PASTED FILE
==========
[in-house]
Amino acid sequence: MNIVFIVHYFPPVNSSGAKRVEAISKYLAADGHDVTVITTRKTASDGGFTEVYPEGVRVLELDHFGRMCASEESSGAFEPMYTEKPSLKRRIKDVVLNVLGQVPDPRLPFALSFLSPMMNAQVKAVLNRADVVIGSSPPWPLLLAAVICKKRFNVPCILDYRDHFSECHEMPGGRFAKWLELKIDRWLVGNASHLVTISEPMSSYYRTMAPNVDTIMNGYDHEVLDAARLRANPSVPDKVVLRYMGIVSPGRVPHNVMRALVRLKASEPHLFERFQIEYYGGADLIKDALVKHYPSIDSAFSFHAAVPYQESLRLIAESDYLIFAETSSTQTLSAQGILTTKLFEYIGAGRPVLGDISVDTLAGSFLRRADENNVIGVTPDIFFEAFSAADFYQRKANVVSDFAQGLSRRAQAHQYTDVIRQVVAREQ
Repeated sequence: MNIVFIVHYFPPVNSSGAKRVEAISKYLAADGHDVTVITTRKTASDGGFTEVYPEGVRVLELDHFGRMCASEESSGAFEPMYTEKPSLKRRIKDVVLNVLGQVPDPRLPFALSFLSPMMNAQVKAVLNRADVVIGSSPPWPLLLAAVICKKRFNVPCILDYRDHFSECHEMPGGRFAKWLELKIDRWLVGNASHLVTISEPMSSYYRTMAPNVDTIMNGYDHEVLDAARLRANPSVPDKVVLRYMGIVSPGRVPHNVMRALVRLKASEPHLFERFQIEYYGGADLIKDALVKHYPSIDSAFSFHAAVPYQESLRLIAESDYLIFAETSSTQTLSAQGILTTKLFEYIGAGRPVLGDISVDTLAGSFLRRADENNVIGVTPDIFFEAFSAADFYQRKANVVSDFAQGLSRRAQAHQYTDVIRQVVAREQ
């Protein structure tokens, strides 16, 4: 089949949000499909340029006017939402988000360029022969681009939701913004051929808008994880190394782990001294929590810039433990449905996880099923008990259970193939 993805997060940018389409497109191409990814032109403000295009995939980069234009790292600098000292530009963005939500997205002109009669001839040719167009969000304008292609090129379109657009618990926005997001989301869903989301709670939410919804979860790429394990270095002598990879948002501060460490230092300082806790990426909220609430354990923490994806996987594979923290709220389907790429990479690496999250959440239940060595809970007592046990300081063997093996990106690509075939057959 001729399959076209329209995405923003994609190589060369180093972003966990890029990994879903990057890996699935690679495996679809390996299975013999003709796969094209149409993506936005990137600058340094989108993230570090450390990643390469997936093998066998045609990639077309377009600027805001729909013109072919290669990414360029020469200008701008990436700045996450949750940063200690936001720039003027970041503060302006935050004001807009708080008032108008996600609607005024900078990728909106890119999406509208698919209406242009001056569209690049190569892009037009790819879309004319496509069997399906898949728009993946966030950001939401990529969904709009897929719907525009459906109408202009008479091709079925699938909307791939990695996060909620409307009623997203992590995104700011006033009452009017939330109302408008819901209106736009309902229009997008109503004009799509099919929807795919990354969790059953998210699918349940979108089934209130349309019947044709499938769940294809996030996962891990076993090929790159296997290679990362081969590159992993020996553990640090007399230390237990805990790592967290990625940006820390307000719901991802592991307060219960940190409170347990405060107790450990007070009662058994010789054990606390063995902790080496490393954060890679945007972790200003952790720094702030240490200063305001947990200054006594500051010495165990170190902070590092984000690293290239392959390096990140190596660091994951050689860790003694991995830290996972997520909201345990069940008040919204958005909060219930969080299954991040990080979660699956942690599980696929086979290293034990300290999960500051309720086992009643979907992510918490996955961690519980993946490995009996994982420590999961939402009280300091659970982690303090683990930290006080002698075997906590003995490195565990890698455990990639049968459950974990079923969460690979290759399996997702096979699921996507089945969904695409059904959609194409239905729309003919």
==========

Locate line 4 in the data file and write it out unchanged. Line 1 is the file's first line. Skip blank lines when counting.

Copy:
């Protein structure tokens, strides 16, 4: 089949949000499909340029006017939402988000360029022969681009939701913004051929808008994880190394782990001294929590810039433990449905996880099923008990259970193939 993805997060940018389409497109191409990814032109403000295009995939980069234009790292600098000292530009963005939500997205002109009669001839040719167009969000304008292609090129379109657009618990926005997001989301869903989301709670939410919804979860790429394990270095002598990879948002501060460490230092300082806790990426909220609430354990923490994806996987594979923290709220389907790429990479690496999250959440239940060595809970007592046990300081063997093996990106690509075939057959 001729399959076209329209995405923003994609190589060369180093972003966990890029990994879903990057890996699935690679495996679809390996299975013999003709796969094209149409993506936005990137600058340094989108993230570090450390990643390469997936093998066998045609990639077309377009600027805001729909013109072919290669990414360029020469200008701008990436700045996450949750940063200690936001720039003027970041503060302006935050004001807009708080008032108008996600609607005024900078990728909106890119999406509208698919209406242009001056569209690049190569892009037009790819879309004319496509069997399906898949728009993946966030950001939401990529969904709009897929719907525009459906109408202009008479091709079925699938909307791939990695996060909620409307009623997203992590995104700011006033009452009017939330109302408008819901209106736009309902229009997008109503004009799509099919929807795919990354969790059953998210699918349940979108089934209130349309019947044709499938769940294809996030996962891990076993090929790159296997290679990362081969590159992993020996553990640090007399230390237990805990790592967290990625940006820390307000719901991802592991307060219960940190409170347990405060107790450990007070009662058994010789054990606390063995902790080496490393954060890679945007972790200003952790720094702030240490200063305001947990200054006594500051010495165990170190902070590092984000690293290239392959390096990140190596660091994951050689860790003694991995830290996972997520909201345990069940008040919204958005909060219930969080299954991040990080979660699956942690599980696929086979290293034990300290999960500051309720086992009643979907992510918490996955961690519980993946490995009996994982420590999961939402009280300091659970982690303090683990930290006080002698075997906590003995490195565990890698455990990639049968459950974990079923969460690979290759399996997702096979699921996507089945969904695409059904959609194409239905729309003919």